NES controller (and port) questions

NES controller (and port) questions
by on (#203954)
1)What are the exposed traces that make half the switches called in EE lingo?
2)What are the oblong dark forms i can see on the pcb?
3)Is there any use whatsoever for the diode that were added to later (PAL) revisions?
4)Will a PAL controller work in a NSTC unit? Will a NTSC controller work in a PAL unit? I know scandinavian controllers won't work in german 4-scores, but let's assume no middleman peripherals.
Re: NES controller (and port) questions
by on (#203955)
FrankenGraphics wrote:
1)What are the exposed traces that make half the switches called in EE lingo?
Usually just "contacts".
Quote:
2)What are the oblong dark forms i can see on the pcb?
Resistors.
Quote:
3)Is there any use whatsoever for the diode that were added to later (PAL) revisions?
No.
Quote:
4)Will a PAL controller work in a NSTC unit? Will a NTSC controller work in a PAL unit? I know scandinavian controllers won't work in german 4-scores, but let's assume no middleman peripherals.
My understanding is that some PAL units are intercompatible with US ones and vice versa, and then the balkanization was to fragment the market within PAL-land.

Replacing all the diodes with shorts or open circuit (depending) should change it to match the US convention.
Re: NES controller (and port) questions
by on (#203959)
Thank you for helping me out!

Aha - So it's basically the same material as the carbon tracks inside a potentiometer, then. Is there a name to the coating that holds them in place?

I Brought out my multimeter. They measure 45k, though sometimes the traces pass two resistor tracks on their way to VDD, = 90k. My understanding is that these values are noncritical. Is there a reason for the double tracks in series? This schematic looks a bit tidier: https://projects.drogon.net/wp-content/ ... ematic.png -maybe the schematic is omitting/implying something?
Re: NES controller (and port) questions
by on (#203960)
FrankenGraphics wrote:
Is there a name to the coating that holds them in place?
I don't know, actually.

I think it's the same "resist" that covers the rest of the PCB ... but that doesn't explain how it works in potentiometers.

Apparently this technology is specifically called a "carbon printed resistor".

Quote:
My understanding is that these values are noncritical.
Correct.

Quote:
Is there a reason for the double tracks in series?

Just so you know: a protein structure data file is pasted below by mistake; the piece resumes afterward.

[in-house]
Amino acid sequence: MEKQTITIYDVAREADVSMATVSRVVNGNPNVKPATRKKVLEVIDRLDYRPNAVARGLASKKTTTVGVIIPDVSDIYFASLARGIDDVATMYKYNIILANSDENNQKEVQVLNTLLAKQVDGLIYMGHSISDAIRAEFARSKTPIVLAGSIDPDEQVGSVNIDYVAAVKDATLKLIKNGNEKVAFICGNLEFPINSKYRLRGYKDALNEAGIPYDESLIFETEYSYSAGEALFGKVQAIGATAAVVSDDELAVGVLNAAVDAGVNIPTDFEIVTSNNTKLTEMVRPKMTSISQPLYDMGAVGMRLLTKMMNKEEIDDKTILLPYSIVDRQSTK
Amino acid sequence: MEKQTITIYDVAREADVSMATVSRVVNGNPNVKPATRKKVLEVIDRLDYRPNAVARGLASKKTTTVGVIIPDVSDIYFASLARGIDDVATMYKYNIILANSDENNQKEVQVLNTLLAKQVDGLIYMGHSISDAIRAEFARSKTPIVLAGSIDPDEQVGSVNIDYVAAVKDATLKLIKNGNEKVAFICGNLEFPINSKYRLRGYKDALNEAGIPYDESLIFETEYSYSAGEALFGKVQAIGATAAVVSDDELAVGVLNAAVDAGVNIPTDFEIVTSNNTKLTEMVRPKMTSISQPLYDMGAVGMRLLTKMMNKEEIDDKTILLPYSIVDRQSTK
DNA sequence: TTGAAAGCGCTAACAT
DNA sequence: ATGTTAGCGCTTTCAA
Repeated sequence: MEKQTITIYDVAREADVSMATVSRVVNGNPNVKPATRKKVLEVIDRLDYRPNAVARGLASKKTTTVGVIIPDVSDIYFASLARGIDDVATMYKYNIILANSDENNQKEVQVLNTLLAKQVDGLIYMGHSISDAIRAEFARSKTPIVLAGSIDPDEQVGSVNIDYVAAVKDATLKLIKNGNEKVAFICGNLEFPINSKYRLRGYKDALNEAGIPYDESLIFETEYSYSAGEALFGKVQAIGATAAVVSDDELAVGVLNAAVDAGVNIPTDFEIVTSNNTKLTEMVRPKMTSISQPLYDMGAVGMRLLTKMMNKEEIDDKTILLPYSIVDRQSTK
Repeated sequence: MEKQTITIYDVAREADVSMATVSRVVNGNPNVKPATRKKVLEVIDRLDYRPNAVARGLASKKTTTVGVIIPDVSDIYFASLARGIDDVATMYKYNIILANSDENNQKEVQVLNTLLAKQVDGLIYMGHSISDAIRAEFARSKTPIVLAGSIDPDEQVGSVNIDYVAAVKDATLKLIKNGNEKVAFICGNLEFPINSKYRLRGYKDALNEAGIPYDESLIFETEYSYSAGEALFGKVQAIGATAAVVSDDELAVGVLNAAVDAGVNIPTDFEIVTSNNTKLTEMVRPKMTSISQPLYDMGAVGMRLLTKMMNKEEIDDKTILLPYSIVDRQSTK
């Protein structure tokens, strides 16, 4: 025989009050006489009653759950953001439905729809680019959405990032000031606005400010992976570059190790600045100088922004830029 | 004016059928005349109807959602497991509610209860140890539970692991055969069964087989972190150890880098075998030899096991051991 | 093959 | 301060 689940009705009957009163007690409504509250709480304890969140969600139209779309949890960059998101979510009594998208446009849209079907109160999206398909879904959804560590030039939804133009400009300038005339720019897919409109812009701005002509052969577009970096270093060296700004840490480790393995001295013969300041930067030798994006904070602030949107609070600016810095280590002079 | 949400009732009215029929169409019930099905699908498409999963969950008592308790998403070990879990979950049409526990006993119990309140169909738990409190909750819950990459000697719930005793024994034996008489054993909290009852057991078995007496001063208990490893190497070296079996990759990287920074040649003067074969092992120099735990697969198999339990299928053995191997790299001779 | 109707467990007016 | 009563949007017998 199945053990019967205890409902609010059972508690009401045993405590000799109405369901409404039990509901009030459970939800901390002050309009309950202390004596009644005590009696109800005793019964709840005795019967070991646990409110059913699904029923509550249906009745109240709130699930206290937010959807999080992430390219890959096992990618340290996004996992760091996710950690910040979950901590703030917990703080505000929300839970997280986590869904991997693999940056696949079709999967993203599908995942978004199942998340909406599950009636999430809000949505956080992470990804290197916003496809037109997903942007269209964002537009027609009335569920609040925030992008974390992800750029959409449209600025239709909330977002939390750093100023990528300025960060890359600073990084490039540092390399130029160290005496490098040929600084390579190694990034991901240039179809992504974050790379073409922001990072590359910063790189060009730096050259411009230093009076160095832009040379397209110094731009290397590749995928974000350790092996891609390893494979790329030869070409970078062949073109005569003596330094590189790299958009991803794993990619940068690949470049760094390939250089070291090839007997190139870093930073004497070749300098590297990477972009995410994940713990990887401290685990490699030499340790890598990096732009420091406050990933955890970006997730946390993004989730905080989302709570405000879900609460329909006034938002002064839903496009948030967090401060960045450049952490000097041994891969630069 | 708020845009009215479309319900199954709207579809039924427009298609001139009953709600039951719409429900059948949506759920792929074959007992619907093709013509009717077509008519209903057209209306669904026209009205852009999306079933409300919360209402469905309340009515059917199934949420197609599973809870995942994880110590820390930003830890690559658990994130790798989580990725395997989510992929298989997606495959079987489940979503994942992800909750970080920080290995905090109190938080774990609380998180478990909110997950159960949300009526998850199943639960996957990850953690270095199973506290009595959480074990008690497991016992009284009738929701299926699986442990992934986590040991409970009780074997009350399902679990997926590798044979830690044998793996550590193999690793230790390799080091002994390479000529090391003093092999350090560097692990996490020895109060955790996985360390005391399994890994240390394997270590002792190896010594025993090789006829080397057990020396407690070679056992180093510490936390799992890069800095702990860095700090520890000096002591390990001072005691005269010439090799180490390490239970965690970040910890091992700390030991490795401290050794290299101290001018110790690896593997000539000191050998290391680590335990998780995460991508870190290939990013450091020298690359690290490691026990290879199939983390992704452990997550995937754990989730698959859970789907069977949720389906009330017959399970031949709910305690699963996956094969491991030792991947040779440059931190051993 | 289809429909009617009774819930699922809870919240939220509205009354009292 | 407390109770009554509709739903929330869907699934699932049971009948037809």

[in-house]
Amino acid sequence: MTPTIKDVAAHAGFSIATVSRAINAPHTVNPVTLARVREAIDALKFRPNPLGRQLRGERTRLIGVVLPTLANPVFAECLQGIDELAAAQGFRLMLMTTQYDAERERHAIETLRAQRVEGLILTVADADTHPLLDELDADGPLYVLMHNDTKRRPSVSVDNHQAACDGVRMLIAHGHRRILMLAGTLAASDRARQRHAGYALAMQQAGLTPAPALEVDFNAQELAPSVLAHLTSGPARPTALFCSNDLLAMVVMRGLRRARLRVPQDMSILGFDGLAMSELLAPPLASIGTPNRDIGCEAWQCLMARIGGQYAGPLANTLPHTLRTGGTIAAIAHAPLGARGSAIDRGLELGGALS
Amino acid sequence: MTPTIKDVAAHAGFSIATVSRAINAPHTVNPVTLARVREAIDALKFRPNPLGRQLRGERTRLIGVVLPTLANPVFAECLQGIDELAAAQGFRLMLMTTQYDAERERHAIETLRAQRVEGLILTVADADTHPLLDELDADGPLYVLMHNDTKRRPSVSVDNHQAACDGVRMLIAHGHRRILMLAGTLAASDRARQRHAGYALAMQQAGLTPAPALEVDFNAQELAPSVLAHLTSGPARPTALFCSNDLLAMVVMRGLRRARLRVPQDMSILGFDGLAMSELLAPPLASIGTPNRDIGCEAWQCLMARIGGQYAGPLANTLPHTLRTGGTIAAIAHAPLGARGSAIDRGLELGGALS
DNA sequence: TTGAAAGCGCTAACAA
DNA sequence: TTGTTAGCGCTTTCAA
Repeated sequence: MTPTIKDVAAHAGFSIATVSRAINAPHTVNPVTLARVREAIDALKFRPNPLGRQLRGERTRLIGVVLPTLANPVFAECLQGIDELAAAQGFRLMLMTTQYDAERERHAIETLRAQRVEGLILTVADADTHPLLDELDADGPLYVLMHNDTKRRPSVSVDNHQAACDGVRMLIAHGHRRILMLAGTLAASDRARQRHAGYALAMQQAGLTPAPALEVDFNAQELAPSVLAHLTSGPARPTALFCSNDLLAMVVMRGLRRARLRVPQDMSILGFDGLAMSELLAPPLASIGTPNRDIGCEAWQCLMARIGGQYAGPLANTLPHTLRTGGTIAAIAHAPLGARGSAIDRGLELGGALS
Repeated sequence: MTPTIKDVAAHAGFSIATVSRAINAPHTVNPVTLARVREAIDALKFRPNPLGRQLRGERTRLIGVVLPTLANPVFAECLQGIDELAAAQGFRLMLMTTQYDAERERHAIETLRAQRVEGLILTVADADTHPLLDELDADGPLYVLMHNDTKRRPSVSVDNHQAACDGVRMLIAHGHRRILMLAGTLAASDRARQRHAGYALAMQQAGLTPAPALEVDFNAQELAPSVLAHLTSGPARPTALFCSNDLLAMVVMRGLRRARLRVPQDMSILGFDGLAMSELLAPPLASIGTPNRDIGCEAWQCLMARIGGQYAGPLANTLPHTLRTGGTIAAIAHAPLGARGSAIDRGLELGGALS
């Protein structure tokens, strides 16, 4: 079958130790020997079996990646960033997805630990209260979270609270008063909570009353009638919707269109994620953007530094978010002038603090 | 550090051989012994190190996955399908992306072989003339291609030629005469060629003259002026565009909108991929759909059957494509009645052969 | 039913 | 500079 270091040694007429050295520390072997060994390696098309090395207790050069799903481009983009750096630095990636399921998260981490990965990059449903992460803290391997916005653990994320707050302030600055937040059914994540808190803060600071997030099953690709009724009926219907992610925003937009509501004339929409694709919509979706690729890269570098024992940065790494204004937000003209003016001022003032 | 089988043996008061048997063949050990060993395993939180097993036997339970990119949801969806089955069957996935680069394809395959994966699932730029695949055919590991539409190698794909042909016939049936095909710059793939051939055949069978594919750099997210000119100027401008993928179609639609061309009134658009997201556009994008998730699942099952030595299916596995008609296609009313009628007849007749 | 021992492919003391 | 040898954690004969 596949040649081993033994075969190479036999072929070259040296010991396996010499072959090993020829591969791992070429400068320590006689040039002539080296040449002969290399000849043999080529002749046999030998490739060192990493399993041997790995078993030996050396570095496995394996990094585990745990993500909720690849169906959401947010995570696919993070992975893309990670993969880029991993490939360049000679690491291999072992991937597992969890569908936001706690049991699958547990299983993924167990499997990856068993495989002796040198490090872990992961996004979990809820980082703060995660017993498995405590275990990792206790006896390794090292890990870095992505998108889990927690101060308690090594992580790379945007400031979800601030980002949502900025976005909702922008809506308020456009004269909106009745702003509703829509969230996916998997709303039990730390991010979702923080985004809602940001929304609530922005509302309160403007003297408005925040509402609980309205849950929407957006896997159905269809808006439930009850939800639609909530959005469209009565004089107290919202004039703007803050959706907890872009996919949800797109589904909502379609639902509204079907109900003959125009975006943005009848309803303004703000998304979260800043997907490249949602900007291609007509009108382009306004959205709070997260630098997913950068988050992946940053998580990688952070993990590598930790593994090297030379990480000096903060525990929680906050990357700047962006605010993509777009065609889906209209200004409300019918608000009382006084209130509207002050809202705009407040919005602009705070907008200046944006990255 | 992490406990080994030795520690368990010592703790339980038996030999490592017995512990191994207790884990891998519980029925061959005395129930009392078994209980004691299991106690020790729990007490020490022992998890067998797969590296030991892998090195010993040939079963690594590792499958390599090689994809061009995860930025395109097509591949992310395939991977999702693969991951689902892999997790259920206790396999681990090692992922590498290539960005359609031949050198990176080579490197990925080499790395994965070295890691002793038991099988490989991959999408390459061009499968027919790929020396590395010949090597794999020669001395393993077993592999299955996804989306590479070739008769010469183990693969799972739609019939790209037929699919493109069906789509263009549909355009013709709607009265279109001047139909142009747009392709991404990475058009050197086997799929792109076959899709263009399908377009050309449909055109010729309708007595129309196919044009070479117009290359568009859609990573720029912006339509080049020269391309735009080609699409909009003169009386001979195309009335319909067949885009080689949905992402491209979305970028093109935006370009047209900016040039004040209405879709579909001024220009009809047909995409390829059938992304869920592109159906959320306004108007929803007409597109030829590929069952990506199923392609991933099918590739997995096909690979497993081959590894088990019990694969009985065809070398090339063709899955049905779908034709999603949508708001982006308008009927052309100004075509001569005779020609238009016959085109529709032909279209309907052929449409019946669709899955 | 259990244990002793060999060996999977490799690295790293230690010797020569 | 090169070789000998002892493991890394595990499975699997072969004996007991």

Geometric constraints, I think.
Re: NES controller (and port) questions
by on (#203962)
Quote:
but that doesn't explain how it works in potentiometers.


a completely uneducated guess is that the constraints of the capsule + pressure of the wiper is enough to hold it in place in a potentiometer.


Another question: Is there a name for the type of female wire contacts inside the male plug?

I can only see 5 contacts in the plug, even if it has 7 plastic shafts; which make sense since there's no wire for d3 and d4. I have to check if that's the case for my extension cable aswell when i get back home.
Re: NES controller (and port) questions
by on (#203967)
Generically, "contacts". Not very satisfying of an answer.
Re: NES controller (and port) questions
by on (#203975)
What I can confirm is:
NES-004 controller (North America) doesn't work on NESE-001 (NES-ESP-2, Spain).
NES-004E controller does work on both NES-001 and NESE-001.
SNS-005 controller (SNES North America), with appropriate adapter, works OK on both NES-001 and NESE-001.

Most NES extension cables seem to have all 7 lines, I did find one type that only had 5 though.
Re: NES controller (and port) questions
by on (#204087)
This interactive circuit was done by me this week for better understanding the internals of the controller. Hopefully I got most right :-) The attached .txt can be imported in http://www.falstad.com/circuit/circuitjs.html. Since this is my first post: Hi to all!
Re: NES controller (and port) questions
by on (#204188)
US NES and Scandinavian NES uses the same NES-004 controllers, and can take any NES controllers. I think only certain PAL-B NES systems like the German and Spanish ones (and their Fourscores apparently) like already mentioned requires the NES-004E controllers.